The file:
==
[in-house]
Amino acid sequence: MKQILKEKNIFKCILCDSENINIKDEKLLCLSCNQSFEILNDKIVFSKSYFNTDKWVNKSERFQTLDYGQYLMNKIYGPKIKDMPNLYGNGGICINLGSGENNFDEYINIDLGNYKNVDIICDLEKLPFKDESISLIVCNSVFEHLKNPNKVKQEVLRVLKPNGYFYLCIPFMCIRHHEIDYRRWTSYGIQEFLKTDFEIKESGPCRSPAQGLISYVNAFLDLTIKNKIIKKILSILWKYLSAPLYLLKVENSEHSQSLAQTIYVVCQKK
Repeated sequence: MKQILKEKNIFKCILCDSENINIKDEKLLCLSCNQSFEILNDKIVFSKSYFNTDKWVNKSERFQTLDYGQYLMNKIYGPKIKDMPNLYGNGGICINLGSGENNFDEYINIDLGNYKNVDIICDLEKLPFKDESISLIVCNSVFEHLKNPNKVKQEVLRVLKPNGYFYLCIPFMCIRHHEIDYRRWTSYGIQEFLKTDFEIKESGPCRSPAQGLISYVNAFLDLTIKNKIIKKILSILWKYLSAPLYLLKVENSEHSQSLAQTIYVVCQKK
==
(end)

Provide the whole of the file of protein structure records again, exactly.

[in-house]
Amino acid sequence: MKQILKEKNIFKCILCDSENINIKDEKLLCLSCNQSFEILNDKIVFSKSYFNTDKWVNKSERFQTLDYGQYLMNKIYGPKIKDMPNLYGNGGICINLGSGENNFDEYINIDLGNYKNVDIICDLEKLPFKDESISLIVCNSVFEHLKNPNKVKQEVLRVLKPNGYFYLCIPFMCIRHHEIDYRRWTSYGIQEFLKTDFEIKESGPCRSPAQGLISYVNAFLDLTIKNKIIKKILSILWKYLSAPLYLLKVENSEHSQSLAQTIYVVCQKK
Repeated sequence: MKQILKEKNIFKCILCDSENINIKDEKLLCLSCNQSFEILNDKIVFSKSYFNTDKWVNKSERFQTLDYGQYLMNKIYGPKIKDMPNLYGNGGICINLGSGENNFDEYINIDLGNYKNVDIICDLEKLPFKDESISLIVCNSVFEHLKNPNKVKQEVLRVLKPNGYFYLCIPFMCIRHHEIDYRRWTSYGIQEFLKTDFEIKESGPCRSPAQGLISYVNAFLDLTIKNKIIKKILSILWKYLSAPLYLLKVENSEHSQSLAQTIYVVCQKK